Although the WA regulation requires the insurer to obtain and keep evidence that the business had an insurable interest in the life of the insured and that the insured was a “key person” at the time the contract was made, we believe it is advisable for employers to adopt similar internal policies and practices (we include such documentation within our BOLI Permanent Records Binders). We are also advising new clients to include a provision within insurer letters of understanding requiring the insurer to provide a replacing insurer copies of employee consents in the event of IRC § 1035 exchanges.
According to American Banker and Risk Magazine, The Financial Stability Forum said that the Basel Committee on Banking Supervision is developing new rules likely to raise capital requirements for off-balance sheet holdings, certain asset classes and for liquidity risk. Guidance related to liquidity risk, including that attendant to off-balance sheet holdings, is expected to be published by July. The Basel Committee is also expected to raise the capital requirements for certain complex structured credit products (e.g., CDO, ABS).
Treasury’s Blueprint for a Modernized Financial Regulatory Structure
On March 31st, the Department of the Treasury issued its voluminous ‘Blueprint for a Modernized Financial Regulatory Structure.’ The report proposes both “short-term” and “intermediate-term” recommendations intended to improve and reform the U.S. financial services regulatory framework. The short-term measures are directed to addressing the recent events in the mortgage and credit markets. The intermediate recommendations attempt to modernize the regulatory structure of the banking, insurance, securities and futures markets. Echoing several recent private studies, the Treasury recommends the establishment of an optional federal charter (OFC) for insurers within the current structure. The OFC approach would enable federal chartering, licensing, regulation and supervisory oversight of insurers, reinsurers and producers. The current state-based regulatory framework would continue for those electing to forego federal regulation.
Not surprisingly, the proposal elicited strong reactions from state regulators who strenuously oppose the change. Representative Paul Kanjorski, Chairman of the House Financial Service Committee’s Capital Markets Subcommittee announced on April 16th that he plans to introduce a bill seeking to establish an interim federal insurance oversight agency.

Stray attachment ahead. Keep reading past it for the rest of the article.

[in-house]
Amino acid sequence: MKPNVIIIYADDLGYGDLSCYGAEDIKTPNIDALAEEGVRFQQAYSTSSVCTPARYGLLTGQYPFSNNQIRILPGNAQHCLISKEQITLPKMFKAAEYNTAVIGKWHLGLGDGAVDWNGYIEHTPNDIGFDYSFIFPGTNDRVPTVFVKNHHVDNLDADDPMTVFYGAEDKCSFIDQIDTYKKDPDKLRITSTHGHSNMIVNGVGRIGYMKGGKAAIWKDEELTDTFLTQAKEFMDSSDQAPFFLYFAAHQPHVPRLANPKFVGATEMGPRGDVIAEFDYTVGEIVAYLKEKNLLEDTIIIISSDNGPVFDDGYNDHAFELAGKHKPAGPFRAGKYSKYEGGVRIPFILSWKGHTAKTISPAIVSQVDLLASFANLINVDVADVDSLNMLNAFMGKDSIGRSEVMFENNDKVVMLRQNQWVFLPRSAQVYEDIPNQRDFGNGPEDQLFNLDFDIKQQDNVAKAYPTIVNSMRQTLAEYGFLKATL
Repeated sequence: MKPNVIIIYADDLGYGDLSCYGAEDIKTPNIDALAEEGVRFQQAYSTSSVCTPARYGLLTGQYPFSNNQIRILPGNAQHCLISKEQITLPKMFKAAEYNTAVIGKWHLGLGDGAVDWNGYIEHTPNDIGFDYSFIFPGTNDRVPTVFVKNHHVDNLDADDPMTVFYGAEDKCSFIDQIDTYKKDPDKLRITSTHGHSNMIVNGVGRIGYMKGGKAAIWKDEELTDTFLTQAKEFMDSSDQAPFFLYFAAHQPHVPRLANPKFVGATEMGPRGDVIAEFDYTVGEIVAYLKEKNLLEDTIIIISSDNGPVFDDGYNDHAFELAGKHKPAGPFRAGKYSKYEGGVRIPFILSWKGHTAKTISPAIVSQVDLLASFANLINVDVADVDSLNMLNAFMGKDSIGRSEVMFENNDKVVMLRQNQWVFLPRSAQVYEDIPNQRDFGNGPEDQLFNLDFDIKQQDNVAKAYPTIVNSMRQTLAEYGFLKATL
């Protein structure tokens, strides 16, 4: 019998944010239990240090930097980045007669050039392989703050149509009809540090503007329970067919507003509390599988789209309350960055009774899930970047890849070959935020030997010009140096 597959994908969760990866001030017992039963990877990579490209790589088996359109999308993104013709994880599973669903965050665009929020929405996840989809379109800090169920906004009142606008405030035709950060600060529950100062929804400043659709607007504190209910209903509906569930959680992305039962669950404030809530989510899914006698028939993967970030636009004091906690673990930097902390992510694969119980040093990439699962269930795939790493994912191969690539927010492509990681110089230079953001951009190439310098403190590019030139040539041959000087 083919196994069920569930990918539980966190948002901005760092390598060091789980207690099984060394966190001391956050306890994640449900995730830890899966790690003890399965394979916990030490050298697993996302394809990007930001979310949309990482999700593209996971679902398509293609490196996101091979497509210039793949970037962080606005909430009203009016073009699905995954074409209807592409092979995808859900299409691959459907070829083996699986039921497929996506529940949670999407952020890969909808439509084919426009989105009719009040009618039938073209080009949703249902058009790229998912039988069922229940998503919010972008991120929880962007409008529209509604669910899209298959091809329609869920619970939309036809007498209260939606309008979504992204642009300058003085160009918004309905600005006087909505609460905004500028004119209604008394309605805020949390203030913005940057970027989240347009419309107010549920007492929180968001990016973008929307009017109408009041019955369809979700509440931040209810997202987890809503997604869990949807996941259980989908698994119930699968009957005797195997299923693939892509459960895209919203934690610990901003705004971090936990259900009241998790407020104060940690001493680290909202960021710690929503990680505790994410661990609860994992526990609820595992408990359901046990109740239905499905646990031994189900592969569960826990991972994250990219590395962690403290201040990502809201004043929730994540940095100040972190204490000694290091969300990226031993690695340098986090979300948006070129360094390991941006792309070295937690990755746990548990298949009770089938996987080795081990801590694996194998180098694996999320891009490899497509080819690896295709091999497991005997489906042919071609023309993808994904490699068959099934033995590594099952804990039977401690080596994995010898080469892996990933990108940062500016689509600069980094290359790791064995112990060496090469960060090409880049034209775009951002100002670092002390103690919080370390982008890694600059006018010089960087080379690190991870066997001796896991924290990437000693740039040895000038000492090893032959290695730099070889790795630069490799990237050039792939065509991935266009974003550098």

The Treasury Report may provide traction for two National Insurance Act bills introduced in 2007 (HR 3200 and SB 40) or similar measures yet to be introduced. At a minimum, the report is likely to further intensify the NAIC’s and other state regulator’s resolve to improve the efficiency of the present state- based system.
FASB Statement No. 162
Last week FASB published Statement No. 162, The Hierarchy of Generally Accepted Accounting Principles. FAS 162 provides a framework for selecting the principles used in the preparation of financial statements in conformity of GAAP. The existing GAAP hierarchy set forth in AICPA Statement of Auditing Standards No. 69 has been criticized for being directed to auditors rather than the business entity and for being complex. FASB concluded that the GAAP hierarchy should be directed to entities because they are responsible for selecting the accounting principles for financial statements in conformity of GAAP (not the auditor).
The statement will become effective 60 days following the SEC’s approval of PCAOB amendments to AU Section 411, ‘The Meaning of Present Fairly in Conformity With Generally Accepted Accounting Principles.’
Ad Hoc LRA – May 15, 2008
BOLI Related Earnings Announcements
We have received a number of inquiries regarding Wachovia and BB&T’s recent BOLI related earnings announcements. Accordingly, we prepared this BOLI special report.
Ad Hoc LRA – May 20, 2008
BOLI Related Earnings Announcements
There is an article on page C-1 of the Wall Street Journal (also available on WSJ.com) today titled ‘Citigroup Hedge-Fund Loss Weighs on Three Banks‘ by David Enrich which discusses Fifth Third Bank’s and Wachovia’s recent BOLI related losses.